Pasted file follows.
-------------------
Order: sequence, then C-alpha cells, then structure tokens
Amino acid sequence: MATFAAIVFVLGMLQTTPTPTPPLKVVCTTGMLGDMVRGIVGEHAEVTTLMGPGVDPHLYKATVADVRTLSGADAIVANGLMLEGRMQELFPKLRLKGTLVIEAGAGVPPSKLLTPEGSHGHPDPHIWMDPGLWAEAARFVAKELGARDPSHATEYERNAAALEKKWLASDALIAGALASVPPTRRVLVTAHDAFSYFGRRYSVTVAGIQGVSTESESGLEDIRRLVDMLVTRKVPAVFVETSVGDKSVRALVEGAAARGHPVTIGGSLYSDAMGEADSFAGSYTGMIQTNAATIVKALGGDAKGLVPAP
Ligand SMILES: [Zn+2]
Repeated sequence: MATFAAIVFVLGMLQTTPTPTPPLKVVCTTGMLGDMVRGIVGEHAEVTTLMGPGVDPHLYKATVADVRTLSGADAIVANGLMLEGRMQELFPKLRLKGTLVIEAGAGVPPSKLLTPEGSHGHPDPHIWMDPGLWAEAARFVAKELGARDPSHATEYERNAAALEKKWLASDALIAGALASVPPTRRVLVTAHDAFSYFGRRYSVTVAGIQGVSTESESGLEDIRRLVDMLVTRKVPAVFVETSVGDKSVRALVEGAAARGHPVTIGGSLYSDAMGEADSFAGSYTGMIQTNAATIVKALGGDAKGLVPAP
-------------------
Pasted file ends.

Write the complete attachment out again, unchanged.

Order: sequence, then C-alpha cells, then structure tokens
Amino acid sequence: MATFAAIVFVLGMLQTTPTPTPPLKVVCTTGMLGDMVRGIVGEHAEVTTLMGPGVDPHLYKATVADVRTLSGADAIVANGLMLEGRMQELFPKLRLKGTLVIEAGAGVPPSKLLTPEGSHGHPDPHIWMDPGLWAEAARFVAKELGARDPSHATEYERNAAALEKKWLASDALIAGALASVPPTRRVLVTAHDAFSYFGRRYSVTVAGIQGVSTESESGLEDIRRLVDMLVTRKVPAVFVETSVGDKSVRALVEGAAARGHPVTIGGSLYSDAMGEADSFAGSYTGMIQTNAATIVKALGGDAKGLVPAP
Ligand SMILES: [Zn+2]
Repeated sequence: MATFAAIVFVLGMLQTTPTPTPPLKVVCTTGMLGDMVRGIVGEHAEVTTLMGPGVDPHLYKATVADVRTLSGADAIVANGLMLEGRMQELFPKLRLKGTLVIEAGAGVPPSKLLTPEGSHGHPDPHIWMDPGLWAEAARFVAKELGARDPSHATEYERNAAALEKKWLASDALIAGALASVPPTRRVLVTAHDAFSYFGRRYSVTVAGIQGVSTESESGLEDIRRLVDMLVTRKVPAVFVETSVGDKSVRALVEGAAARGHPVTIGGSLYSDAMGEADSFAGSYTGMIQTNAATIVKALGGDAKGLVPAP